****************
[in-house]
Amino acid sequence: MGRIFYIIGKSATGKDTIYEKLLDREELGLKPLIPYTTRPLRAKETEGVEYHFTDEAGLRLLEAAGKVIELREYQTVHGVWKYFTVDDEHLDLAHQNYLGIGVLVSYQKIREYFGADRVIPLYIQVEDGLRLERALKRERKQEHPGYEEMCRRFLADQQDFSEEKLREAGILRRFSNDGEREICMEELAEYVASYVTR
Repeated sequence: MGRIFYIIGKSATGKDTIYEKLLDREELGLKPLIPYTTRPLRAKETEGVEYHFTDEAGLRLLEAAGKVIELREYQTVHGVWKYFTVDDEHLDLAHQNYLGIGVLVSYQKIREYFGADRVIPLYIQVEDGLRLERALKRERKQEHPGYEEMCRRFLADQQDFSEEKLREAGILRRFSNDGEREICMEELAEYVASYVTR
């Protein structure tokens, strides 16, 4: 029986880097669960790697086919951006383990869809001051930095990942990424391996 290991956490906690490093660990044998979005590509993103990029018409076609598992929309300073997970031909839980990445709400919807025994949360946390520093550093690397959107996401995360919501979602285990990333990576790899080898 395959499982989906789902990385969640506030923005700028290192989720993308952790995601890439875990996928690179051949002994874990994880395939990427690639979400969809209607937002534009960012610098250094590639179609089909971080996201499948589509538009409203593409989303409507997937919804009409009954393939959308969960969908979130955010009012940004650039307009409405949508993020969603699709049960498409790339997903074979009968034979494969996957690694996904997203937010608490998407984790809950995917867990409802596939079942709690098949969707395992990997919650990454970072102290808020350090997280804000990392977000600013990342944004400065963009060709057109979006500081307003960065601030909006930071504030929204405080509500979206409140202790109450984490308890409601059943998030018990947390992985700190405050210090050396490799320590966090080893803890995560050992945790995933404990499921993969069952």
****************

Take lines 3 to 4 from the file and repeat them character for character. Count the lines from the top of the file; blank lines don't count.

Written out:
Repeated sequence: MGRIFYIIGKSATGKDTIYEKLLDREELGLKPLIPYTTRPLRAKETEGVEYHFTDEAGLRLLEAAGKVIELREYQTVHGVWKYFTVDDEHLDLAHQNYLGIGVLVSYQKIREYFGADRVIPLYIQVEDGLRLERALKRERKQEHPGYEEMCRRFLADQQDFSEEKLREAGILRRFSNDGEREICMEELAEYVASYVTR
């Protein structure tokens, strides 16, 4: 029986880097669960790697086919951006383990869809001051930095990942990424391996 290991956490906690490093660990044998979005590509993103990029018409076609598992929309300073997970031909839980990445709400919807025994949360946390520093550093690397959107996401995360919501979602285990990333990576790899080898 395959499982989906789902990385969640506030923005700028290192989720993308952790995601890439875990996928690179051949002994874990994880395939990427690639979400969809209607937002534009960012610098250094590639179609089909971080996201499948589509538009409203593409989303409507997937919804009409009954393939959308969960969908979130955010009012940004650039307009409405949508993020969603699709049960498409790339997903074979009968034979494969996957690694996904997203937010608490998407984790809950995917867990409802596939079942709690098949969707395992990997919650990454970072102290808020350090997280804000990392977000600013990342944004400065963009060709057109979006500081307003960065601030909006930071504030929204405080509500979206409140202790109450984490308890409601059943998030018990947390992985700190405050210090050396490799320590966090080893803890995560050992945790995933404990499921993969069952």